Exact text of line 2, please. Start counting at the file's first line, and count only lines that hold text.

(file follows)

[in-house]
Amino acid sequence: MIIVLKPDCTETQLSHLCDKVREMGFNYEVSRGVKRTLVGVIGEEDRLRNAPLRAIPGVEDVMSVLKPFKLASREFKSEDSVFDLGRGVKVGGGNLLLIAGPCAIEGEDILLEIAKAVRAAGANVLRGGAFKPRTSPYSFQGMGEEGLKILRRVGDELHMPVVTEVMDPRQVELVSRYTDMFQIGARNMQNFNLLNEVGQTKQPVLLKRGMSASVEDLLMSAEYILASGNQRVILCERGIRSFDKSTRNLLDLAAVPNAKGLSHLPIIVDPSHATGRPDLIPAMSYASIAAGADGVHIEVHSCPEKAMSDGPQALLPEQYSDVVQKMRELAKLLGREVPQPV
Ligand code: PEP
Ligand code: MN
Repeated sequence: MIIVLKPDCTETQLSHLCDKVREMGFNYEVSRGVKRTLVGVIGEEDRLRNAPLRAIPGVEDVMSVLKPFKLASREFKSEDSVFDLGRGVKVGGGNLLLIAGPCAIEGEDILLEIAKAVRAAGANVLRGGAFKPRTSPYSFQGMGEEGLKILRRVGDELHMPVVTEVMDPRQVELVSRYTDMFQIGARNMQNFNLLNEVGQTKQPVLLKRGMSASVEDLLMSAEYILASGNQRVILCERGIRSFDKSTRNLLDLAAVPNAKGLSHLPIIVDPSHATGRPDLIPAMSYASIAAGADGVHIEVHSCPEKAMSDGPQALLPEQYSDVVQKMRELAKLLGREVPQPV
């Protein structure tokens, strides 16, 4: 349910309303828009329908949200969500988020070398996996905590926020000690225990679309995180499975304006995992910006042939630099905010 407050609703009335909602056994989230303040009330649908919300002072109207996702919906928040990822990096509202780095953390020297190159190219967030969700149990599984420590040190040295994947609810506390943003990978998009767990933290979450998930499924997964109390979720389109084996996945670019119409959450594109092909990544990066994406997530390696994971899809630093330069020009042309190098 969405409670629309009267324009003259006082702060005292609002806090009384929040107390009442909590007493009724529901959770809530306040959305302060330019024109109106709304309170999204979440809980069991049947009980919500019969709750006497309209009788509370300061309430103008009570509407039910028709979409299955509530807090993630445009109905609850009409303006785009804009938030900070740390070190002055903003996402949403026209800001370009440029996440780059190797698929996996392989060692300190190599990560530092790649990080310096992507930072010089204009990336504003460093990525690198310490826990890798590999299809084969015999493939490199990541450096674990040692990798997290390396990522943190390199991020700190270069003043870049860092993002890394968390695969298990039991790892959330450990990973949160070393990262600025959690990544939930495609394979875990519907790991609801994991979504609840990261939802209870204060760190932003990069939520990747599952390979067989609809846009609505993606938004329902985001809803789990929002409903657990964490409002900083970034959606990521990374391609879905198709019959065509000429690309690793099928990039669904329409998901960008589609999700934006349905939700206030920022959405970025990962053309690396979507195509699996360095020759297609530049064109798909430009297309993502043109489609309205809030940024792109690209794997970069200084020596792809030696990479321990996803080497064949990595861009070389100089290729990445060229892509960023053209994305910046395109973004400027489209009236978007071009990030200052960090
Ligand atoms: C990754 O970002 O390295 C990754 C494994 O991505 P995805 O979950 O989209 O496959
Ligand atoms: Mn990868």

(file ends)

Amino acid sequence: MIIVLKPDCTETQLSHLCDKVREMGFNYEVSRGVKRTLVGVIGEEDRLRNAPLRAIPGVEDVMSVLKPFKLASREFKSEDSVFDLGRGVKVGGGNLLLIAGPCAIEGEDILLEIAKAVRAAGANVLRGGAFKPRTSPYSFQGMGEEGLKILRRVGDELHMPVVTEVMDPRQVELVSRYTDMFQIGARNMQNFNLLNEVGQTKQPVLLKRGMSASVEDLLMSAEYILASGNQRVILCERGIRSFDKSTRNLLDLAAVPNAKGLSHLPIIVDPSHATGRPDLIPAMSYASIAAGADGVHIEVHSCPEKAMSDGPQALLPEQYSDVVQKMRELAKLLGREVPQPV